>> HTTP/2 retains the semantics of Transfer-Encoding with the following additional restrictions and requirements.
>>
>> Servers MUST NOT use the "chunked" transfer coding.
>>
>> Intermediaries MUST NOT add transfer coding(s).  Intermediaries MAY remove transfer coding(s) if necessary.
Intermediaries MAY remove and re-apply transfer coding(s), but the transfer coding(s) MUST be re-applied in the same order
as applied by the origin.  For example, an intermediary might elect to remove a gzip transfer coding for local storage in
its cache in order to more easily extract a range of the content. In this case, when serving a range, the intermediary can
choose to send the range with no transfer coding or with gzip transfer coding, but not with any other transfer coding(s).
>>
>>
>>
>> Others have mentioned it is "naiive" to think that intermediaries will keep these rules. Agreed. But it is eqaully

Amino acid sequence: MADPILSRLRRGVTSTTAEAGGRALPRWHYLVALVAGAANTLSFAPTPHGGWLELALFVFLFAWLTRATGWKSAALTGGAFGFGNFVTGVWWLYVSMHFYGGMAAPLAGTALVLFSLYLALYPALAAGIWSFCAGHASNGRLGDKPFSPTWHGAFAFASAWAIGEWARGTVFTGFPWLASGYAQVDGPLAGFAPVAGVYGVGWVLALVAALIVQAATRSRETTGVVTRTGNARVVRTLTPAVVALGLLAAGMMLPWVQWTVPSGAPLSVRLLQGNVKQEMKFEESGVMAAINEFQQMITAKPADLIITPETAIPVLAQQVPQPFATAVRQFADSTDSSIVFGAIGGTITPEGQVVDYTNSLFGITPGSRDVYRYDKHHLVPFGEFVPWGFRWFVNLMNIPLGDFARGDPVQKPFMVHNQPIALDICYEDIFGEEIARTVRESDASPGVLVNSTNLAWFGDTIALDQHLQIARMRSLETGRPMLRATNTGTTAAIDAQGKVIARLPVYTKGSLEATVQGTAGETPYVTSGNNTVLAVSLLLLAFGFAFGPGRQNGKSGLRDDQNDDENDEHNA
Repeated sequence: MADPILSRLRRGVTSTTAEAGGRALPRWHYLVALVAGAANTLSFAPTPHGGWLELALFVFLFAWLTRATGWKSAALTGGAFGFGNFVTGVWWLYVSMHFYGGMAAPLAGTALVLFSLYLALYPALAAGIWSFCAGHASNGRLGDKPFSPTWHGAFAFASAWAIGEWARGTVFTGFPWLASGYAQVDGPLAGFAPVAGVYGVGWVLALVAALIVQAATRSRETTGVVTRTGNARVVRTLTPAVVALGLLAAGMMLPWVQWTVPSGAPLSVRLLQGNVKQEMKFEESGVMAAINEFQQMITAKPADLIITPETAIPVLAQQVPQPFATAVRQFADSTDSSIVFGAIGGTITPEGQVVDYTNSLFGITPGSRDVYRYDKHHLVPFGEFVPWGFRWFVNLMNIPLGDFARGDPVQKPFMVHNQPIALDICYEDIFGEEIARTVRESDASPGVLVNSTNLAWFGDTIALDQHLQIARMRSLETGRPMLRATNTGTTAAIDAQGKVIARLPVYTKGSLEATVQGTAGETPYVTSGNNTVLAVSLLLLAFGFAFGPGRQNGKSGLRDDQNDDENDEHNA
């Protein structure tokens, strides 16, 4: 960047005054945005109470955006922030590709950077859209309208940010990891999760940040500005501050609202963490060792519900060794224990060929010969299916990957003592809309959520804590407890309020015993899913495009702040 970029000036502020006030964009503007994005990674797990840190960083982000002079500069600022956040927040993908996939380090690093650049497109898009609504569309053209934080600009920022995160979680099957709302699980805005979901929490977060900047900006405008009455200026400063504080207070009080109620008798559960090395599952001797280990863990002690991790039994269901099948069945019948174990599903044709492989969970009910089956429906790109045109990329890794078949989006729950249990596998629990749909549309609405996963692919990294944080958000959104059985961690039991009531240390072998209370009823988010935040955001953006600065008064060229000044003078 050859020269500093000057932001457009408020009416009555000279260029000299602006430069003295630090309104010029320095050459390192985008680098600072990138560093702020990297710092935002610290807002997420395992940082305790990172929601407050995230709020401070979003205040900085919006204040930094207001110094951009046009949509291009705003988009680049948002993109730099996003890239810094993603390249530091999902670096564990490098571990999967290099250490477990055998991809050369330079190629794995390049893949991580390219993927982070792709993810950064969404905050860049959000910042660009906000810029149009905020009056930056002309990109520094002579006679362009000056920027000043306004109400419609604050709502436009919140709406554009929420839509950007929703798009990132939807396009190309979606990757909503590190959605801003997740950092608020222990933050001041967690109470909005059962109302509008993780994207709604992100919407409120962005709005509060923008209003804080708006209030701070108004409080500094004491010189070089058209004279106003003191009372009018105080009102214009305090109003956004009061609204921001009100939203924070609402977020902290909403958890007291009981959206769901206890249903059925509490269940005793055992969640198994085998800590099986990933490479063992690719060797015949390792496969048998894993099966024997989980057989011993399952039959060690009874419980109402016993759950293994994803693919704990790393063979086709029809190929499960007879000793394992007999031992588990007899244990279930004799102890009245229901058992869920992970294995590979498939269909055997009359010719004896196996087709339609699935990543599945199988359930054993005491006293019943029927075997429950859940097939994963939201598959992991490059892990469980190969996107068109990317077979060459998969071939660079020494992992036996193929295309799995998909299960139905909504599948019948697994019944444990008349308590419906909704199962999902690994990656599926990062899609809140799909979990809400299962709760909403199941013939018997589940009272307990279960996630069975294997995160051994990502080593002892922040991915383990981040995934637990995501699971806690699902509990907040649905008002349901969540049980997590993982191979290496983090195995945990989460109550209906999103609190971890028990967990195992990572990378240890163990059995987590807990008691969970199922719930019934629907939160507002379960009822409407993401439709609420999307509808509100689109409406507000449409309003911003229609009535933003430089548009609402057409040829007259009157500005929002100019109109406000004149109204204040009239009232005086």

"naiive" to think intermediares won't do the same thing with C-E. The only solution, IMO, to combat both problems would be
signed headers (signed by the origin) - a benefit in favor of TE/Transfer-Encoding over frame-level codings, but we would
be happy with either approach.
>>
>>> However, discussion has also uncovered some problematic aspects of requiring clients to
>>> support GZIP content-encoding in HTTP/2.
>>> ...
>>> That's pretty clearly a major reduction in functionality, and effectively removes
>>> what we used to call semantic transparency from all HTTP1.x->HTTP2 proxies.
>>
>> +1
>>
>> There were no objections raised by anybody when Matthew, Roland and I brought up these issues, so there doesn't seem to
be a good reason to keep it for this implementation draft.
>>
>> I still think there needs to be a way to allow servers to compress as much as possible (as brought up by Patrick McManus
[1] and others [2]).  Implicit gzip on the transfer layer is the right way to accomplish that and retain "semantic
transparency" because a HTTP1.x -> HTTP2 intermediary can remove transfer codings without consequence.
>>
>> [1] http://lists.w3.org/Archives/Public/ietf-http-wg/2014JanMar/1283.html
>> [2] https://developers.google.com/speed/articles/use-compression
>>

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Received on Friday, 18 April 2014 20:50:55 UTC